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Calgary artists are quickly adapting their practice in light of COVID-19 restrictions

Playwrights are continuing to create using digital mediums – filming from afar and using clever editing to stitch together pieces through the coronavirus pandemic.

Social distancing requirements have made theatre productions impossible. Artists can no longer meet to rehearse, let alone perform their piece in front of an audience.

But that hasn’t stopped Calgary creators. Many of them have just switched mediums.

Chantel Dixon, a local playwright, submitted her first production to the IGNITE! Emerging Arts Festival as a live stage show.

When the festival moved online due to COVID-19, she was given the choice to postpone the show or adapt it to the new format.

Instead of waiting to produce her original vision, Dixon took hold of the new opportunity.

“I thought it was a really good opportunity to kind of explore the world that we live in today,” Dixon said.

“And what a COVID-19 reality would mean for the characters in Anonymous.

The IGNITE! Festival poster for Dixon’s production Anonymous.

Her live show had now become a three-part web series, and the format allowed her to dive into the lives of her characters. By adding about 60 new pages of script in about two weeks, her show now follows the struggle of alcoholism and being involved in support groups via video phone calls.

Filming the show became another hurdle. To ensure the safety of her actors, she gave them the option of being filmed or filming themselves. Proper precautions were taken in the case of the latter.

Film or be filmed?

But in every case, actors were alone, and not acting with a scene partner – though it will appear as though they did in the film

“What was the trickiest is that instead of acting with their scene partners, they were acting to me reading off a script,” Dixon said.

“That was one of the most challenging things.”

Mackenzie McDonald, an actor in Anonymous, was one who chose to be filmed. With the consent of his roommate, he allowed Dixon and the videographer into his home – at a safe distance.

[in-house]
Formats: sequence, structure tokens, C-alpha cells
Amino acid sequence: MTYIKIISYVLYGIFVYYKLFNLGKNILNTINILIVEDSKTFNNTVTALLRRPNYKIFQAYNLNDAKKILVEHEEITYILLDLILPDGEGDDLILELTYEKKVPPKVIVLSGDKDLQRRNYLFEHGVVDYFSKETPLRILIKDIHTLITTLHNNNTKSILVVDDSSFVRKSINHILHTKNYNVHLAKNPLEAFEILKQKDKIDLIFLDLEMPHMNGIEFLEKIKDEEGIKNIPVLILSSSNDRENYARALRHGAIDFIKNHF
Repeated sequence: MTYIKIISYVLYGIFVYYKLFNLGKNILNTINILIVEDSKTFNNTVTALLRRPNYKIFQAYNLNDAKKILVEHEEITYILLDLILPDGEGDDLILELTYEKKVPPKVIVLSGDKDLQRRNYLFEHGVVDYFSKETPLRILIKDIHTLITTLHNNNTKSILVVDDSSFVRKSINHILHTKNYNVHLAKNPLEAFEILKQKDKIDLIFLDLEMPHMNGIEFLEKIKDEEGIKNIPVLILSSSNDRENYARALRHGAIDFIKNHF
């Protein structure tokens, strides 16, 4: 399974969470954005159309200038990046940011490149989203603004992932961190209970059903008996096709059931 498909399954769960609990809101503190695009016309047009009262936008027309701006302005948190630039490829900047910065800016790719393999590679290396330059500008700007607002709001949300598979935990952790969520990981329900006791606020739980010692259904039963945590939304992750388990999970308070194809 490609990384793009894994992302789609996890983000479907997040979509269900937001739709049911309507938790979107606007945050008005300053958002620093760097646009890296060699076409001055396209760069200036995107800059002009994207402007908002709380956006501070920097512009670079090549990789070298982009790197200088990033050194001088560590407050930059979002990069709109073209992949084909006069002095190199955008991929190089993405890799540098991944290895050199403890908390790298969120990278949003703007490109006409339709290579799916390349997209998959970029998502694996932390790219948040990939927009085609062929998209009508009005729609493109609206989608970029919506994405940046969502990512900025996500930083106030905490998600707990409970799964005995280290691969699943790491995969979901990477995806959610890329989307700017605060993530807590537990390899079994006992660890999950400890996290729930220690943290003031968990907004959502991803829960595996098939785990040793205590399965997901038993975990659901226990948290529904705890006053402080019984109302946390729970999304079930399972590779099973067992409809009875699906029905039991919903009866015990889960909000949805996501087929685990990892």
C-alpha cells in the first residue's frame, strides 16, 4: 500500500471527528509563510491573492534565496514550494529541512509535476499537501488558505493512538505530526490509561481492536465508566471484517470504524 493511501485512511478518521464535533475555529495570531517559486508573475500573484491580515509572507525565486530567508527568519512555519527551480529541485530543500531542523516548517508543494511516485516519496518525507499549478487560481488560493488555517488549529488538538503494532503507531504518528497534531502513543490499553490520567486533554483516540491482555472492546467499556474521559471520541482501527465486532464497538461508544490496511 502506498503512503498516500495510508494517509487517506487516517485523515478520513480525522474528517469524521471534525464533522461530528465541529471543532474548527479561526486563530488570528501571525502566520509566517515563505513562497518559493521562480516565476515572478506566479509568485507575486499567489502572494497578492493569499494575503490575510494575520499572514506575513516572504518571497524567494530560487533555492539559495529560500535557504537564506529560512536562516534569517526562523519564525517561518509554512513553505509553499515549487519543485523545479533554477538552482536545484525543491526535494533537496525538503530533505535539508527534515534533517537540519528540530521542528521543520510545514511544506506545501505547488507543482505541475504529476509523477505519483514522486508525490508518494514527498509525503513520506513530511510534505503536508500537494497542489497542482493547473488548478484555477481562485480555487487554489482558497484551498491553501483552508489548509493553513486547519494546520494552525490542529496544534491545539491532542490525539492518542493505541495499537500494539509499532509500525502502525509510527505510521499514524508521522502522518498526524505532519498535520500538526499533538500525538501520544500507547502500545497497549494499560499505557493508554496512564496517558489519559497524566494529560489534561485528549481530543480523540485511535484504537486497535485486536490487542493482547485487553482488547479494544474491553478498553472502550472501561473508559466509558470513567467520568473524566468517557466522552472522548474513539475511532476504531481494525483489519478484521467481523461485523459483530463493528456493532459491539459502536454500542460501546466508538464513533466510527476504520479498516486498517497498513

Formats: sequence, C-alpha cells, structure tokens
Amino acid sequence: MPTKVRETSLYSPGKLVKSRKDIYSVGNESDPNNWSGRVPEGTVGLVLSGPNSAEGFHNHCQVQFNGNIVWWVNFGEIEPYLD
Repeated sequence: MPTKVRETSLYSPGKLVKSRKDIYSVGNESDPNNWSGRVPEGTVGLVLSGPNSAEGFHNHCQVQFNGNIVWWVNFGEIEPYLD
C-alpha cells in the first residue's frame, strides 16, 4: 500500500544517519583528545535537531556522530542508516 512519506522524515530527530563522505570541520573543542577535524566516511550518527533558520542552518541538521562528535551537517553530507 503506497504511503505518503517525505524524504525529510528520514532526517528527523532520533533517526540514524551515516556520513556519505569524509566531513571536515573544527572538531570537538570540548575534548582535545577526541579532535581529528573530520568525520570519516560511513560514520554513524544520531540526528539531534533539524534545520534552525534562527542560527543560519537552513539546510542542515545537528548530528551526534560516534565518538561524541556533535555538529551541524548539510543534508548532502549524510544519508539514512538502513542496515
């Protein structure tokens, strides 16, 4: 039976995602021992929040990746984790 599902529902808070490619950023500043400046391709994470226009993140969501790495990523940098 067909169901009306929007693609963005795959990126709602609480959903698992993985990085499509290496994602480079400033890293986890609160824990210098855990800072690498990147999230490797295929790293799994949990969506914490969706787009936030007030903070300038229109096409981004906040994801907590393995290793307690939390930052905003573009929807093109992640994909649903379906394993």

Other safety precautions were also taken – props were sanitized after each use, and the rooms used received a deep clean after the crew left.

The only interactions McDonald had with the other actors was through rehearsals over Zoom.

“You always hope for a more closer connection with [the other actors],” he said

“But given the circumstances, the connection that we still had was a nice breath of fresh air.”

While actors acted in scenes alone, the webisodes have been stitched together so it barely looks that way, Dixon said.

The massive change caused by the global pandemic has inspired new levels of creativity that likely would not have happened.

Had she not been forced to adapt, Anonymous likely would have gone on without change. Dixon never would have explored the avenue of filming a web series.

Dixon is used to theater, and has a large love for it – but exploring film has been an eye-opening experience.

Combining live theatre and film

“I think combing the two has been such an exhilarating ride,” she said

“In the future, I’d like to combine them a little bit more thoroughly to have cinematic elements within a theater world – on stage.”

Other artists are facing a similar experience – having to explore another avenue of production to keep themselves working.

Calgary film commissioner Luke Azevedo said that smaller productions for the web with a “digital base,” are becoming more common.

“We have seen a bit of an uptick, not a huge amount that I’m aware of,” he said

“But there has been some increase.”

Azevedo said that most productions are being filmed and produced from private properties, and lots of artists are exploring different formats.

Being stuck at home is inspiring new creative initiatives, as people strive keep themselves and others entertained.

“We’re consuming content at a level that’s never been done before,” said Azevedo.